Trying to hijack the anti-coup movement, the Houthis also called for protests on February 11. Holding up their slogan,”Death to America, death to Israel, curse upon the jews, victory to Islam,” and broadcasting their messages through speakers mounted on cars, the Houthis entered the peaceful demonstrations. “They were shouting against ISIS and Tawakkol Karman [The Yemeni Nobel Peace Prize Laureate and member of the Islah party],” one youth protester explained to me.

The Houthi protesters employed intimidation strategies such as violence and arrests. Youth who participated in the protests said the Houthis used both soldiers and non-uniformed people to repress the movement.

One protester, a PhD Student from Sanaa University, participated in the demonstration organized by the socialist party. The socialists demand a republic and reject a monarchical government – many believe the Houthis will re-establish the Imamate, which ruled Yemen before 1962. “They tried to disperse us with cars, Janbiyas [the traditional Yemeni dagger] and sometimes weapons. I saw one of them take out his gun, so I went to him and told him not to shoot. They threatened us, told us that the girls should go home, that it is immoral for them to protest,” the student said.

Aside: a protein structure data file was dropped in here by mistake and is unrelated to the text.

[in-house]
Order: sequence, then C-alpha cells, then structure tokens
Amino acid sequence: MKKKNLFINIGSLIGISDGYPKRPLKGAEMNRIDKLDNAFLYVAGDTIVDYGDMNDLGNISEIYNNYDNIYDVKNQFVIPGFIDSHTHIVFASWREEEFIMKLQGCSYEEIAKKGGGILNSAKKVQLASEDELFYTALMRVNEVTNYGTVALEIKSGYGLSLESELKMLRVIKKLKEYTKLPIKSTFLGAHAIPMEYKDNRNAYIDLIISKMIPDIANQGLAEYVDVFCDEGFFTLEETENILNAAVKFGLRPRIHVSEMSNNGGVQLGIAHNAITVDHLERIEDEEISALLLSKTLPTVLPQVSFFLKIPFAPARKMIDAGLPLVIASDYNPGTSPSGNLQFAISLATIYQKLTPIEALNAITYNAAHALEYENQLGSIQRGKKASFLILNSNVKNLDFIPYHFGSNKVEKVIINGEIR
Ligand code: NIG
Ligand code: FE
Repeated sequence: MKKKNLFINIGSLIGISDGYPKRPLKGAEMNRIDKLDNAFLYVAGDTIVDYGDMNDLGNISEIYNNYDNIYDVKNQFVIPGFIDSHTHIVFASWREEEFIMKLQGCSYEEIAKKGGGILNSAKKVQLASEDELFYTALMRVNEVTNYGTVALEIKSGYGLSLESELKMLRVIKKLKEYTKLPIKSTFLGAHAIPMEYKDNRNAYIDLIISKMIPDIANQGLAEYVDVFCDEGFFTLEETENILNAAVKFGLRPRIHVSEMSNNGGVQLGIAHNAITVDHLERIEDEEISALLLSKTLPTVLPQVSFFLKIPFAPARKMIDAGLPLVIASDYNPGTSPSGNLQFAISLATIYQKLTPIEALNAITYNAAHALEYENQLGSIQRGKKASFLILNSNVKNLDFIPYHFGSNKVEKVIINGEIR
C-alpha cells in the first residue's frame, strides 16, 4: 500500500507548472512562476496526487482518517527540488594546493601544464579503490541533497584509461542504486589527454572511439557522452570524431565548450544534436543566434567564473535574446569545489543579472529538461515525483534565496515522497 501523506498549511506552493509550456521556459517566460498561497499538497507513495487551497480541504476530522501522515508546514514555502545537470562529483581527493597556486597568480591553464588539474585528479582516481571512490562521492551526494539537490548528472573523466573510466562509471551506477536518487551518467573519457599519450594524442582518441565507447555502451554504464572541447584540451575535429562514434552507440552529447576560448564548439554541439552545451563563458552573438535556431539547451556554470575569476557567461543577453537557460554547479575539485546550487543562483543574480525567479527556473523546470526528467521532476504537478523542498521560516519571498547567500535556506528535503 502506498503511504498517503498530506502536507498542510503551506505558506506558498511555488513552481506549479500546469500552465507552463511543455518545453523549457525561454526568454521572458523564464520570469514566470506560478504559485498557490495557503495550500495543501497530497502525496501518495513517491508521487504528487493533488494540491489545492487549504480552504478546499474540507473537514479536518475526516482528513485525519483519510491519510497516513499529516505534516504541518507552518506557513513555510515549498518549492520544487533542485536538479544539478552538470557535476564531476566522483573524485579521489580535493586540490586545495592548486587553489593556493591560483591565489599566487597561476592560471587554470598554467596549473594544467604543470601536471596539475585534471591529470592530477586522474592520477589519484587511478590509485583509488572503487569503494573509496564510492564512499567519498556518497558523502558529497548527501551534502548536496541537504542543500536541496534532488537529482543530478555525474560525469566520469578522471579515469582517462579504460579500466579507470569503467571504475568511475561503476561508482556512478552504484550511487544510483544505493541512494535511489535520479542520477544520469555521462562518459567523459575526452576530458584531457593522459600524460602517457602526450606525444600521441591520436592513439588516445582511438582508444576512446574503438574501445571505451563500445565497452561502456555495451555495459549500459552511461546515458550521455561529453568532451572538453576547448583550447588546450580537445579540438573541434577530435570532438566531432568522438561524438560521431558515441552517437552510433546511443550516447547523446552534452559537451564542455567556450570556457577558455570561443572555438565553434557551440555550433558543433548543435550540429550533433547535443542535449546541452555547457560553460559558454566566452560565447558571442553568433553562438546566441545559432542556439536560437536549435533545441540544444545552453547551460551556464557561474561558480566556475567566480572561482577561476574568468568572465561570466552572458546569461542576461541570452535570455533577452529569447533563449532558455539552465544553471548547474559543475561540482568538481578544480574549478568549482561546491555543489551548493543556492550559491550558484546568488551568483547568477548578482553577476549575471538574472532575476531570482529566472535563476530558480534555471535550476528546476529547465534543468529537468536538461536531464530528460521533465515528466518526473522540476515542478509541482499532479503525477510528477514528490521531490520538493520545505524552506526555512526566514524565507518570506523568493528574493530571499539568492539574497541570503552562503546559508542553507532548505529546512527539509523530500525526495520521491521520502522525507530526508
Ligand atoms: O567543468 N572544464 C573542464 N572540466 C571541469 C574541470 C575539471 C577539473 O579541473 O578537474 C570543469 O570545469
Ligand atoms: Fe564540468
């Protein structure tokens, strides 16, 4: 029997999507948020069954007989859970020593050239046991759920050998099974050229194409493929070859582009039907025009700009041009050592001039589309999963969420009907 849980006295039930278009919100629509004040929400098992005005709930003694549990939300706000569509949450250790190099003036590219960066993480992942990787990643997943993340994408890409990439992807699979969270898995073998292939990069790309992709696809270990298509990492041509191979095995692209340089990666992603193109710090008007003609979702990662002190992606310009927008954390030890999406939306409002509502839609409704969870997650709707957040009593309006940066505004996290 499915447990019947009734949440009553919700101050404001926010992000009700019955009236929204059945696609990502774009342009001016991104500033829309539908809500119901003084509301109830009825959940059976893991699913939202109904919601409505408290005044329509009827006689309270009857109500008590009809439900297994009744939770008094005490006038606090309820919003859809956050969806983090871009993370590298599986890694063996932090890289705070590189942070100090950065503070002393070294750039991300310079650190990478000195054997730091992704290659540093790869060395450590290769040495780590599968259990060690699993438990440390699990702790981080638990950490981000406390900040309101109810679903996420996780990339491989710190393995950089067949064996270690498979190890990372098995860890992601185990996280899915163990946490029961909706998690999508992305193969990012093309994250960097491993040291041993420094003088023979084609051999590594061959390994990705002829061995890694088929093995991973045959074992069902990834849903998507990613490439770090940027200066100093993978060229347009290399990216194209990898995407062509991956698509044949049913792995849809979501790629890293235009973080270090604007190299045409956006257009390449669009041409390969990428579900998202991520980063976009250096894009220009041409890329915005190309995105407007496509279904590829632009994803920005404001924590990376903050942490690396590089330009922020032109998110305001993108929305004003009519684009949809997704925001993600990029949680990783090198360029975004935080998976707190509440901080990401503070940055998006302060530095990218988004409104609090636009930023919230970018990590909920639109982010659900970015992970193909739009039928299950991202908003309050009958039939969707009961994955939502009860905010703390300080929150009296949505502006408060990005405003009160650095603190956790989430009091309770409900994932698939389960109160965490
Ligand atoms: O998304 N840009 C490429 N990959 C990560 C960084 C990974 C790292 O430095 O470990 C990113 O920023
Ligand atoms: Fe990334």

According to a former youth delegate to the National Dialogue Conference (NDC), the Houthis tried to prevent the February 11 protests by blocking main roads, where protests had been organized in the past. “But people made new places!,” he said, showing me pictures of the demonstrations in various parts of the city. “People are not scared!” He explained that all the groups participating in the protest movement agreed not to erect camps in the streets.